Trusonomics: Why Conservatives Suddenly Start Printing Money and Borrowing

A Prime Minister has arrived at No 10 with, for the first time in living memory, a promise not to cut government borrowing – but to rapidly expand its size and scope, to the tune of 100 billion of pounds sterling. Liz Truss’ indifference to the sacred cows of public debt and deficit follows the path blazed by Boris Johnson, whose antipathy to austerity was allowed to run free during his tenure as prime minister. Post-Brexit, after the terrible 2017 election scare, the Tories realized the game was up for spending cuts: even the relatively well-off might, by 2016-17, have started to detect some inadequacy in the provision of public services, from schools to local authorities. Johnson immediately increased spending in real terms, even before the pandemic, and won an election with the promise of further increases.

The pandemic has seen borrowing reach extraordinary new levels, unprecedented outside of wartime; and yet the sky has not collapsed, except for some alarming swings in government debt markets in early March 2020. Borrowing has increased, and the ever-ready supply of quantitative easing (QE) Bank of England has grown alongside it: every increase in the scope of its e-money printing almost exactly matches every increase in the scope of government borrowing during 12 months of lockdowns and emergencies.

The cynics among us might well think it’s little more than monetizing debt, and, but for the detour new QE funds take as they enter the wider economy, the difference between the pandemic funding exercise and the government simply running a big old National Mint printing press is not as big as we like to make it out to be. Admittedly, thinking along these lines seems to have captured the imagination of conservatives: it is surprising to see Jacob Rees-Mogg, a recidivist former hedge fund manager, casually informing a television interviewer that since government debt bought as the other side of the QE operation is owned by the Bank of England, and since the Bank of England is owned by the government, the government really only owes itself money – i.e. say that the government doesn’t really owe anyone that money. He’s right, but it’s a strange new world for those of us who are more used to the Conservatives’ itch to cut spending and balance the books.

Likewise, talk of major tax cuts, apparently without corresponding spending cuts, presents a radical revision of the insistence that one must follow the other. Finally, to find the future chancellor, Kwasi Kwarteng, who pays lip service to the idea of ​​central bank independence, then, almost in the same breath, undermines independence by noting that “coordination between policy monetary and fiscal policy is crucial”.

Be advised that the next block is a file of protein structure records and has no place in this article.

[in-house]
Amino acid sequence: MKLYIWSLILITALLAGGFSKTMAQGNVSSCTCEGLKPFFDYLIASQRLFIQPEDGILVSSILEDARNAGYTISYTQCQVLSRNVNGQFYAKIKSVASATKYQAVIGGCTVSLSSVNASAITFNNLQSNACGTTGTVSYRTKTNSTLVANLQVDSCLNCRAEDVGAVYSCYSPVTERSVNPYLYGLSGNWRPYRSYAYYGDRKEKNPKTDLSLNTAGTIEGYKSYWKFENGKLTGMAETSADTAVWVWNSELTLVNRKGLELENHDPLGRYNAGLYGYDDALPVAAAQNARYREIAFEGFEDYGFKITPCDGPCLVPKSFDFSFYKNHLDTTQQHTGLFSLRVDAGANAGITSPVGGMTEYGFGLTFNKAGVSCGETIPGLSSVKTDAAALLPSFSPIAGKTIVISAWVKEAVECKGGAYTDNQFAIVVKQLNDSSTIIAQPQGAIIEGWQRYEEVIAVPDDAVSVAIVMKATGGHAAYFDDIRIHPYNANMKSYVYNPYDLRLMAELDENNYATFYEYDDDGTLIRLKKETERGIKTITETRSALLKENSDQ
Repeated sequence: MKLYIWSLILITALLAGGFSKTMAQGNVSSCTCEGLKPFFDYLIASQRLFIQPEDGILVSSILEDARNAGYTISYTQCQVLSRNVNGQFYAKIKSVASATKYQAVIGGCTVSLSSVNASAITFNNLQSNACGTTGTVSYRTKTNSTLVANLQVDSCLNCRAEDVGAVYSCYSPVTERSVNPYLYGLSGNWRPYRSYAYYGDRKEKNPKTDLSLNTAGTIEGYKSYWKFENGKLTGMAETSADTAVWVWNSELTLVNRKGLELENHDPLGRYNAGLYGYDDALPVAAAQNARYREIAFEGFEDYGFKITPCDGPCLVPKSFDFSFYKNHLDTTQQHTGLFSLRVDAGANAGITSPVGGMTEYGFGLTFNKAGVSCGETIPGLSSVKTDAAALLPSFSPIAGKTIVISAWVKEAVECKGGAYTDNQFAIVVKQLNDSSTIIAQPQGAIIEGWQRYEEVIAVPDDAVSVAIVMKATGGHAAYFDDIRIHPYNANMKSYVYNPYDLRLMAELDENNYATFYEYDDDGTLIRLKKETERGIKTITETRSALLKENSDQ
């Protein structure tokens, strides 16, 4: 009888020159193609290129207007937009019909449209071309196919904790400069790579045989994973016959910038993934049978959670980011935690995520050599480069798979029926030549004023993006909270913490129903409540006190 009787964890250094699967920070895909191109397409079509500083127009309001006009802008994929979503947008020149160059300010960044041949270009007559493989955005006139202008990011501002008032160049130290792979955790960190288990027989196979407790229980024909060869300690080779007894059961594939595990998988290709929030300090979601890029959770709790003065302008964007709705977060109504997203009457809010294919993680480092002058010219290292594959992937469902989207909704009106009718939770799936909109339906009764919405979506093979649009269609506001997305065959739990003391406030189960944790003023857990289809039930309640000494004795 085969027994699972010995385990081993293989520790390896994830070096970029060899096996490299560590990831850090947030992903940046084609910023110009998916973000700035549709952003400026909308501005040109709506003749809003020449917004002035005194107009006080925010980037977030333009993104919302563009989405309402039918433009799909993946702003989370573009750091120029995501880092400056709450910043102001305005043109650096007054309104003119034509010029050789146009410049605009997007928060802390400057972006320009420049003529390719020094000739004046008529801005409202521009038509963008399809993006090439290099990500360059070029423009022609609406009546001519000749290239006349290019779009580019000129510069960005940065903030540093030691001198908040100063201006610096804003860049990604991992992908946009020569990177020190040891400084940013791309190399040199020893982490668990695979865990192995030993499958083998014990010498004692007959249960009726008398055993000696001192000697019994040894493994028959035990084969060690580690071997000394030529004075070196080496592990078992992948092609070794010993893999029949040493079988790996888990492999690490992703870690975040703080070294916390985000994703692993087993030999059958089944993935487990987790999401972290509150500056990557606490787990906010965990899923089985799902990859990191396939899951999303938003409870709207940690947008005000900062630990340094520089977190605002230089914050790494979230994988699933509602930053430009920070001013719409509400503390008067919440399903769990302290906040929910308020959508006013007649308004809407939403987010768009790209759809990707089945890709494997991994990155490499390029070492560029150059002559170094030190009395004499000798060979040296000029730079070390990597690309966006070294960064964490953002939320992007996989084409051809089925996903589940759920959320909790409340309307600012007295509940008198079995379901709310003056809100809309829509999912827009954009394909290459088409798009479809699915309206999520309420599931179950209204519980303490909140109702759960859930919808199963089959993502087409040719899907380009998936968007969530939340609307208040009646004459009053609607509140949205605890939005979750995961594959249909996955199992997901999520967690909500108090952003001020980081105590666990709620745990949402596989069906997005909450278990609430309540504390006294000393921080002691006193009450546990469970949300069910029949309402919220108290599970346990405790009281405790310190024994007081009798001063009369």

This is a decidedly different new style of conservative macroeconomics. It looks like nothing more than an edition of “Modern Monetary Theory” (MMT), a variant of old-school Keynesianism that briefly became popular during pre-pandemic austerity. MMT points to the absence of any need for governments to raise taxes before spending money, the indifference between different sources of government revenue – whether taxes, borrowing or issuing money matter little in MMT-land – and, therefore, provides what appear to be attractive and counter-intuitive arguments against spending cuts.

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Generally tacit, but crucial to the exercise, there is a firm belief in the absolute authority of the monetary sovereign: if a country can issue its own currency, like the UK, it never has to fear a default of payment and therefore never has to worry about running out of public money. spend money. Admittedly, this theory tends to conceal the relations Between countries, where the currency of one country can become a little less, compared to all the others.

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Borrow what you want, treat monetary policy as secondary to taxation, cut taxes on the rich if you wish: to those watching the new macro conservative doves in action, this all sounds familiar. Trusonomics is unlikely to reach full MMT any time soon. But if its proponents ever feel they need theoretical support for their catch-all of Keynesianism and supply-side economics, Tory MMT is ready and waiting.

[See also: Liz Truss has no moral right to be Prime Minister]

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